Tsubouchi Shóyó’s Shinkyoku Urashima and the Wagnerian Moment in Meiji Japan (with Translation of Shinkyoku Urashima)

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This monograph presents an introduction to Shinkyoku Urashima (1904), a so-called ‘new musical drama’ (shinkyoku) by the Japanese writer and intellectual Tsubouchi Shōyō (usually known by his pen name Shōyō). Born at the end of the feudal era in 1859, Shōyō became one of the leaders of the movement to modernize Japanese literature and drama through the encounter with Western texts and ideas, and is particularly well known for his translation of the complete Works of Shakespeare (completed between 1909 and 1927).


“This brief study of Shinkyoku Urashima shows us how much of Shoyo’s intellectual, literary and theatrical knowledge and sensibility was invested in this often underestimated work…readers will be conscious of having acquired a significantly enhanced acquaintance with this giant among the Meiji modernizers.”
Dr. Brian Powell, Emeritus Fellow,
Keble College, Oxford

“It gave me great pleasure to read this study of an important musical drama by Tsubouchi Shoyo. Though he was one of Japan’s towering intellectual figures during its period of rapid modernization during the late 19th and early 20th centuries, remarkably little has been written about this man in English…Professor Gallimore’s study is scrupulously researched and provides much fascinating insight into Shoyo and his times.”
Professor M. Cody Poulton,
Department of Pacific and Asian Studies,
University of Victoria, Canada

“The book builds firmly upon well-established historical facts, bolstered with well-translated quotes (original) from contemporary and later critics, as well as by Tsubouchi himself. Methodically, it unravels various threads that make up this complex work…it is a complex and multi-faceted examination of a particularly significant dance-drama in the history of Japenese dance, music, and theatre…”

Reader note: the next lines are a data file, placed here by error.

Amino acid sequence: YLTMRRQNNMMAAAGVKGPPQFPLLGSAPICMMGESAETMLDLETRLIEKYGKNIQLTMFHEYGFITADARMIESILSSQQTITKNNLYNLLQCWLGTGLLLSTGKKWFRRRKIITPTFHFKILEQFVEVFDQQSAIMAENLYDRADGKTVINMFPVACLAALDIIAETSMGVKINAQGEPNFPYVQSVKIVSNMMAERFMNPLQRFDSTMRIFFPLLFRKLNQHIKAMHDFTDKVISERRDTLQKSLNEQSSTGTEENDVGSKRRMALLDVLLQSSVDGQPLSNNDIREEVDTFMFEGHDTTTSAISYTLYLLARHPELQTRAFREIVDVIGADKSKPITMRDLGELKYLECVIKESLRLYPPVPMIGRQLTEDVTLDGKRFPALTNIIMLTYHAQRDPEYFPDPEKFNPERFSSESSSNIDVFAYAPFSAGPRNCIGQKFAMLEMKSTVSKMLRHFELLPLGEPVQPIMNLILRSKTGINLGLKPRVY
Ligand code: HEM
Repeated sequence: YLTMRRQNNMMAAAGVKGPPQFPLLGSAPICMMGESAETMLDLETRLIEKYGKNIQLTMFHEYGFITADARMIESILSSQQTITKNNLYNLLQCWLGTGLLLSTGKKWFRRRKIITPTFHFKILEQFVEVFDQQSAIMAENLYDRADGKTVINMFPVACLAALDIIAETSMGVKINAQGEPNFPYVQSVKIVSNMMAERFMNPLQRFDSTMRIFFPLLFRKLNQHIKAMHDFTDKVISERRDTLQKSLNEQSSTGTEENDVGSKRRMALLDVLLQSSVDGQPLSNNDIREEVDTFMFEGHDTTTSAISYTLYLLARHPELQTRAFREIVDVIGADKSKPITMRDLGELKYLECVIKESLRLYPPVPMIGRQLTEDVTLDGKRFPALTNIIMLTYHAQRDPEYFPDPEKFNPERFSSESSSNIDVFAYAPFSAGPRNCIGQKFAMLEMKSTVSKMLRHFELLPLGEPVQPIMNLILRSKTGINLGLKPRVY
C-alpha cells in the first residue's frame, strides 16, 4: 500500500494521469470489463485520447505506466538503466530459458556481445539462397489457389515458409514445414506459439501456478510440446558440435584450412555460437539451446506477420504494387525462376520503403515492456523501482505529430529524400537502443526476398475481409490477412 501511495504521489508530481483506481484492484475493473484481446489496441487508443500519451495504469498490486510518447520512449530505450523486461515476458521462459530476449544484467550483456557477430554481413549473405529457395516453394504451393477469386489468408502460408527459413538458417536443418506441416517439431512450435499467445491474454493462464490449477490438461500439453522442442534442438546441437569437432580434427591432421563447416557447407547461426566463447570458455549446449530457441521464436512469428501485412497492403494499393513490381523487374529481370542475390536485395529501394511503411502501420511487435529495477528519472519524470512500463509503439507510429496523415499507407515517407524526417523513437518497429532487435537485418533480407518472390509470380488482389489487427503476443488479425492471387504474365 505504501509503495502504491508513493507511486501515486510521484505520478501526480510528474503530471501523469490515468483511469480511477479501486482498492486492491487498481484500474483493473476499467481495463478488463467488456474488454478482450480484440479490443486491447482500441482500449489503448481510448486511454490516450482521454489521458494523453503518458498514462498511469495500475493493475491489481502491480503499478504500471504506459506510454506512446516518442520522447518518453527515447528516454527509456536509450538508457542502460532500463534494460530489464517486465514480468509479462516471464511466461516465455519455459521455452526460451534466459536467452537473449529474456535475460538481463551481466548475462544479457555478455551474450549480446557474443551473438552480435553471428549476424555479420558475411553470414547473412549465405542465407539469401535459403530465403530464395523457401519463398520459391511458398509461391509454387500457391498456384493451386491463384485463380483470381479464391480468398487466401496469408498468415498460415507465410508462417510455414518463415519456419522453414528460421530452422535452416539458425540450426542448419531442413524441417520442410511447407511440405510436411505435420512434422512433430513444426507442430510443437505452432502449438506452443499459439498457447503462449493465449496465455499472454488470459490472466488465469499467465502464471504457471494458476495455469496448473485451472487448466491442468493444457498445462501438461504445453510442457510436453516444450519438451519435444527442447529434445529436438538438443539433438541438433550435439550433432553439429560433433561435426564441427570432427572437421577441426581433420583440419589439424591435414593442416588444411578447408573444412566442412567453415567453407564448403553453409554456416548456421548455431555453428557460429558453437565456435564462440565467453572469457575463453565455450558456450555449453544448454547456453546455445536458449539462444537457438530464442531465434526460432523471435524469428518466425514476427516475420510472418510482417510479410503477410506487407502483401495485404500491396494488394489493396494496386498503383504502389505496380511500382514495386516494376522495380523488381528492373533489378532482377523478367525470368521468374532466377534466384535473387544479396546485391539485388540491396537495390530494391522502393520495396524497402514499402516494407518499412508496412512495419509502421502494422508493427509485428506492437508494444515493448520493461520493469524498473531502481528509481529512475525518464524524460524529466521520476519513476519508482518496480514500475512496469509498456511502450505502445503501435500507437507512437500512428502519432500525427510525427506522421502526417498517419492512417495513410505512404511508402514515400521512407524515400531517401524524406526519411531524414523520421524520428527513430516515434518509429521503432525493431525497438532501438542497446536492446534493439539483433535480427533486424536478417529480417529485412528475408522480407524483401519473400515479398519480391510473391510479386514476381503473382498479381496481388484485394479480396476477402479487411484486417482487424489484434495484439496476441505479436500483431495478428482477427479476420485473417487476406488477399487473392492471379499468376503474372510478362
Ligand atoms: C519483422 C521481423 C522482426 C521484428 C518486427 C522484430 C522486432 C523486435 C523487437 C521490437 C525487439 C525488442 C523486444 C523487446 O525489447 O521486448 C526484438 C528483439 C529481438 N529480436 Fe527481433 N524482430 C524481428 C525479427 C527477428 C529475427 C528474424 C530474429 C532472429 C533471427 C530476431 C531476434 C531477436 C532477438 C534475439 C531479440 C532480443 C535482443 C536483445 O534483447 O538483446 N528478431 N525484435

Dr. Jonah Salz,
Ryukoku University

"... the primary focus of the book is rightfully on the translation, and the introduction offers context to the reader that is crucial but easily overlooked in a script that is encountered only through the written word. Shoyo's play utilized traditional Japanese music from a wide variety of genres to duplicate Wagner's operatic techniques. The significance of these musical choices can be opaque to readers not versed in both opera and the Japanese musical tradition.

Because of this, Gallimore's translation brings a text into the reach of a new audience that aids in understanding Shoyo's intellectual development and the development of modern Japanese literature, and it is a welcome addition to English language Shoyo scholarship and teaching."
Dr. Aragorn Quinn,
University of Wisconsin, Milwaukee

Table of Contents

Forward by Dr. Brian Powell
One: To the Ocean’s Depths
Romantic beginnings
The Meiji intellectual
Shoyo’s ‘bottomless lake’
The Urashima legend
Critical reception and performance history
Two: The Romance of the Genres
Shoyo and the Japanese theatre
The Wagnerian moment
The new musical drama
Shoyo’s ‘Folk’
‘A higher, nobler element’
Three: A Japanese Tannhäuser
Venusberg, Horai and the Dragon Palace
Otohime and Urashima: A meeting of hearts
The Shoyo leitmotif
Nagauta and the ode to the sea
Conclusion: Towards romantic realism
Translation: Shinkyoku Urashima

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